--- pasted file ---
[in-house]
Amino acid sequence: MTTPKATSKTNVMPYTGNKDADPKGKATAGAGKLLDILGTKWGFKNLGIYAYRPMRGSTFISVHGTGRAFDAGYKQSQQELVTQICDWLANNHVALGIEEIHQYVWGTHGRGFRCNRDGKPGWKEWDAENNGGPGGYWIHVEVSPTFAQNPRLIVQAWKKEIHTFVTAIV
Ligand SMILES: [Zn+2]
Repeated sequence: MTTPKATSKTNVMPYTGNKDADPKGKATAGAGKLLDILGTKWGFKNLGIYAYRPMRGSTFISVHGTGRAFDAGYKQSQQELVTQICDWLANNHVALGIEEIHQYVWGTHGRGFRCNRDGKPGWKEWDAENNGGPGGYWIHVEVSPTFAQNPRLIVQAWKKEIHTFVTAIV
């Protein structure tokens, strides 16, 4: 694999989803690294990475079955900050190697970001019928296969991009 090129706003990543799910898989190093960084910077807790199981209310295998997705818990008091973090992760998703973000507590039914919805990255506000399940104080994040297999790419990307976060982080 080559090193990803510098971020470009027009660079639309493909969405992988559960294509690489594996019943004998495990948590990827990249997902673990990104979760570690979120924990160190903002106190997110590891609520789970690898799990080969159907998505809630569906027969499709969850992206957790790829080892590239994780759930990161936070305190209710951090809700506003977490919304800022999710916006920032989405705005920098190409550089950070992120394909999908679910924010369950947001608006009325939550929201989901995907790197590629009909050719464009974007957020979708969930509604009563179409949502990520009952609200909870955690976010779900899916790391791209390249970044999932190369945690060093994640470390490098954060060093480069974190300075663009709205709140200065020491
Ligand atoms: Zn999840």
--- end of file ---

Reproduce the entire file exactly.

[in-house]
Amino acid sequence: MTTPKATSKTNVMPYTGNKDADPKGKATAGAGKLLDILGTKWGFKNLGIYAYRPMRGSTFISVHGTGRAFDAGYKQSQQELVTQICDWLANNHVALGIEEIHQYVWGTHGRGFRCNRDGKPGWKEWDAENNGGPGGYWIHVEVSPTFAQNPRLIVQAWKKEIHTFVTAIV
Ligand SMILES: [Zn+2]
Repeated sequence: MTTPKATSKTNVMPYTGNKDADPKGKATAGAGKLLDILGTKWGFKNLGIYAYRPMRGSTFISVHGTGRAFDAGYKQSQQELVTQICDWLANNHVALGIEEIHQYVWGTHGRGFRCNRDGKPGWKEWDAENNGGPGGYWIHVEVSPTFAQNPRLIVQAWKKEIHTFVTAIV
């Protein structure tokens, strides 16, 4: 694999989803690294990475079955900050190697970001019928296969991009 090129706003990543799910898989190093960084910077807790199981209310295998997705818990008091973090992760998703973000507590039914919805990255506000399940104080994040297999790419990307976060982080 080559090193990803510098971020470009027009660079639309493909969405992988559960294509690489594996019943004998495990948590990827990249997902673990990104979760570690979120924990160190903002106190997110590891609520789970690898799990080969159907998505809630569906027969499709969850992206957790790829080892590239994780759930990161936070305190209710951090809700506003977490919304800022999710916006920032989405705005920098190409550089950070992120394909999908679910924010369950947001608006009325939550929201989901995907790197590629009909050719464009974007957020979708969930509604009563179409949502990520009952609200909870955690976010779900899916790391791209390249970044999932190369945690060093994640470390490098954060060093480069974190300075663009709205709140200065020491
Ligand atoms: Zn999840």